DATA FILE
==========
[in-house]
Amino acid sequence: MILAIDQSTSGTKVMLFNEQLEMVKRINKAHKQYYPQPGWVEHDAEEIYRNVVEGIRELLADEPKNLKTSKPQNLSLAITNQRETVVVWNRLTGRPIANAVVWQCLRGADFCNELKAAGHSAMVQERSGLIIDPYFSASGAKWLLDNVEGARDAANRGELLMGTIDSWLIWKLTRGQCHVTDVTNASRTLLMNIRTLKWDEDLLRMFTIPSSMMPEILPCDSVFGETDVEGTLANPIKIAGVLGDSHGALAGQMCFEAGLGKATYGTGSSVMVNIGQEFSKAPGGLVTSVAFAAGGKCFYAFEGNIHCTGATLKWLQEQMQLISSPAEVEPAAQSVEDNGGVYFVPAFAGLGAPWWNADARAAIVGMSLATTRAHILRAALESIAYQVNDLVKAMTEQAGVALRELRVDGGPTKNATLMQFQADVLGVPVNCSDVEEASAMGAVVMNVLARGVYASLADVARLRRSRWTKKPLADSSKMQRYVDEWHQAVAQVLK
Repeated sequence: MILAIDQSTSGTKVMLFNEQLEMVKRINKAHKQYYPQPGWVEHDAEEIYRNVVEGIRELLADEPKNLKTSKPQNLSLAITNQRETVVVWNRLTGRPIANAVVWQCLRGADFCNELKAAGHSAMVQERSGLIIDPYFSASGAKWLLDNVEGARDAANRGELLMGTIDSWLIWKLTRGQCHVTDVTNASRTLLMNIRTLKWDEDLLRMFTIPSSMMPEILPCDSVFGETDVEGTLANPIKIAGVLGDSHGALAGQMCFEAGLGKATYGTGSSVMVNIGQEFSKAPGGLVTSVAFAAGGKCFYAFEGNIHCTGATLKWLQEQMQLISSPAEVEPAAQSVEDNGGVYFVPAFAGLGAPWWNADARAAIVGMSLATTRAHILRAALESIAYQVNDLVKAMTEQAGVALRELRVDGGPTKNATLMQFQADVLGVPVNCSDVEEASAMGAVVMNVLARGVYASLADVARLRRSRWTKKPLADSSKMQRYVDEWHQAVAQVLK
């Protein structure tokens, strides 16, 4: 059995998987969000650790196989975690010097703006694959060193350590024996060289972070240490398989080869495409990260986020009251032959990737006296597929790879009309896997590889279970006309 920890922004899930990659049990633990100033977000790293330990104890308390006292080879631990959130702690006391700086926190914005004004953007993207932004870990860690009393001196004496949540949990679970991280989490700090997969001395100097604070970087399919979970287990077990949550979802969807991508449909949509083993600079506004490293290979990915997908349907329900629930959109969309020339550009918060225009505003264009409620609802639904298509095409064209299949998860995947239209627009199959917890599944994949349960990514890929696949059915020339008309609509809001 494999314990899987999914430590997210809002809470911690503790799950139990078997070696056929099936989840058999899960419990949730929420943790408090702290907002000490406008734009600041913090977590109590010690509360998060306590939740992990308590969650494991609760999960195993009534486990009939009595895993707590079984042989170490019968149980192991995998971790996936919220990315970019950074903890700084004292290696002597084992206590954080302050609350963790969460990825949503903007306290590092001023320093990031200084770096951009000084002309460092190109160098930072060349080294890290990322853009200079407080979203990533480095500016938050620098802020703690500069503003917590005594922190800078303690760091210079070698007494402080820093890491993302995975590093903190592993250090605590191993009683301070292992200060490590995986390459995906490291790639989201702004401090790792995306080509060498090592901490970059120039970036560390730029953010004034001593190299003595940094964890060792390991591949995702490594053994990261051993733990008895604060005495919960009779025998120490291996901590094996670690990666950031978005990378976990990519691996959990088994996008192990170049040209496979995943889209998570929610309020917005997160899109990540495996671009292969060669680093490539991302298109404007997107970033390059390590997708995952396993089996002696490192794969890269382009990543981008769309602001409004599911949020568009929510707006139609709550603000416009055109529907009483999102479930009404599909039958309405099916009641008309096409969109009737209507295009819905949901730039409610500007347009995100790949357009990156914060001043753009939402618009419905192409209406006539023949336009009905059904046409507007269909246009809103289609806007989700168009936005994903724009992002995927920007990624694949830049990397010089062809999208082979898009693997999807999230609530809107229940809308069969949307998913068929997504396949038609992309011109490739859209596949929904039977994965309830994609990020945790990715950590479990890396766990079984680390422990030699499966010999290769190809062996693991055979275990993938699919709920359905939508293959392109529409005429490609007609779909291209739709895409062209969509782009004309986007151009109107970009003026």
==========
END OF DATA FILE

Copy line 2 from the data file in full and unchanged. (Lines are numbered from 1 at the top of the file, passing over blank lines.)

Amino acid sequence: MILAIDQSTSGTKVMLFNEQLEMVKRINKAHKQYYPQPGWVEHDAEEIYRNVVEGIRELLADEPKNLKTSKPQNLSLAITNQRETVVVWNRLTGRPIANAVVWQCLRGADFCNELKAAGHSAMVQERSGLIIDPYFSASGAKWLLDNVEGARDAANRGELLMGTIDSWLIWKLTRGQCHVTDVTNASRTLLMNIRTLKWDEDLLRMFTIPSSMMPEILPCDSVFGETDVEGTLANPIKIAGVLGDSHGALAGQMCFEAGLGKATYGTGSSVMVNIGQEFSKAPGGLVTSVAFAAGGKCFYAFEGNIHCTGATLKWLQEQMQLISSPAEVEPAAQSVEDNGGVYFVPAFAGLGAPWWNADARAAIVGMSLATTRAHILRAALESIAYQVNDLVKAMTEQAGVALRELRVDGGPTKNATLMQFQADVLGVPVNCSDVEEASAMGAVVMNVLARGVYASLADVARLRRSRWTKKPLADSSKMQRYVDEWHQAVAQVLK